Recovery Time For ACL Surgery: Timeline, Tips, and FAQ’s

Recovery time for ACL (anterior cruciate ligament) surgery can range from 4 to 8 months (or longer), depending on the surgical technique and severity of the injury. Learn what you can do in the meantime to speed up recovery. 


  • 250,000 cases of ACL injury – the most common ligamentous injury – occur in the U.S. each year.11
  • Orthopedic surgeons perform nearly 100,000 ACL surgeries each year.
  • For most patients, rapid functional recovery occurs during the first 3 months after surgery. 
  • Because each injury is unique, it is best to apply patient-specific criteria for recovery and return-to-sport decisions. 

Several Factors Affect Recovery Time for ACL Surgery

There are two broad categories to describe recovery from an ACL injury. 

First, return to usual activities, such as walking without crutches, going back to school or work, and driving again. They are collectively known as functional milestones. Second, return to training or competitive sports activities.  While a patient can achieve these milestones within weeks after ACL surgery, return to training or sport can take several months. 

The factors affecting recovery time for ACL surgery include: 22

  • Type of surgery. Allograft surgery allows patients to discontinue narcotic pain medication earlier. That said, the impact of surgical techniques on recovery time is debatable. 
  • Sex. Men are more likely than women to return to work/driving earlier. 
  • High age and low BMI. Both the factors correlate with early return to work. 
  • Biological response to surgery. In some patients, graft maturation can take more than 2 years. 
  • Knee alignment. Bowlegs can increase stress on the ACL. 
  • Motivation. Pre-surgery optimism may enhance recovery outcomes.  

Return to Day-to-Day Activities After ACL Surgery

The average recovery period for regaining each functional milestone after ACL surgery is summarized below: 33

  • Stopping the use of pain reliever – 9 days
  • Discontinuation of crutches – 15 days
  • Return to school – 7 days
  • Return to work – 11 days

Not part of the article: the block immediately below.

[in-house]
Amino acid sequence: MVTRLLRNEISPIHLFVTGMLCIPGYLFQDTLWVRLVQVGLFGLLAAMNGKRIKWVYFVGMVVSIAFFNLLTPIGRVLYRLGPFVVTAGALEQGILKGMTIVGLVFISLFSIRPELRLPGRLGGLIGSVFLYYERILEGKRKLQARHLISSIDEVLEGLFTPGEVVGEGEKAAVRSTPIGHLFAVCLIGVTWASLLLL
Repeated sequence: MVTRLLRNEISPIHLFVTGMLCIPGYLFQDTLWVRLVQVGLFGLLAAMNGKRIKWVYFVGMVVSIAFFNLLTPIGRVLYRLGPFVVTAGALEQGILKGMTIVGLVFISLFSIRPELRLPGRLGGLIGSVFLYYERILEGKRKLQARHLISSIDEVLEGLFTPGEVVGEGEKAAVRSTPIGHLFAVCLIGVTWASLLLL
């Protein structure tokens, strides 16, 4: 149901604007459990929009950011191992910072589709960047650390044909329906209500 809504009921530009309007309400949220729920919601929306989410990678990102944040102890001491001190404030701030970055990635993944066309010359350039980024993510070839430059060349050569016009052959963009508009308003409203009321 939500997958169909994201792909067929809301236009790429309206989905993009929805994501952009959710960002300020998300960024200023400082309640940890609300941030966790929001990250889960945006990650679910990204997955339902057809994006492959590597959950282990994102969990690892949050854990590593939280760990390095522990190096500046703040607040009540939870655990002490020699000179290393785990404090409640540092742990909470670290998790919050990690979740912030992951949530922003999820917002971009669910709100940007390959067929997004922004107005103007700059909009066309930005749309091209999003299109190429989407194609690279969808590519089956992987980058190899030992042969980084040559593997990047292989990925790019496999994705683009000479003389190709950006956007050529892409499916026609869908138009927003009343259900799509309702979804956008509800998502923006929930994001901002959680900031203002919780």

• Return to driving – 11 days

Some patients may need more than 30 days to discontinue crutches and return to moderate/heavy work.


Return to Sport After ACL Surgery

An athlete’s decision to play again primarily depends on three factors – fear of a new injury, pain, and strength deficit. 

Sadly, about 1 in 10 patients undergoing ACL surgery never resume sports activity, write the Italian traumatology researcher Albert Gobbi and colleagues. Likewise, 1 in 4 has a decreased level of activity, and 6 in 10 regain their pre-injury level of activity. 44

The average duration for return to sport after ACL surgery is: 52

  • 4 to 6 months for returning to training.
  • 6 to 8 months for returning to competitive sports. 
  • 186 days for soccer players to return to official matches.

Nonetheless, some experts recommend a gap of at least two years between ACL surgery and return to sport. This recommendation is based on the finding that young athletes (less than 20 years) are 3 to 6 times more likely to have a second injury following ACL surgery.65



What to Expect After ACL Surgery: The Timeline of Recovery

There is no one-size-fits-all protocol for post-surgery rehabilitation. Some surgeons may break down recovery into 3 phases, while some may follow the 5-phase rehabilitation. Regardless of the number of phases, all types of ACL rehabilitation have a common goal – to restore normal function within the shortest possible time.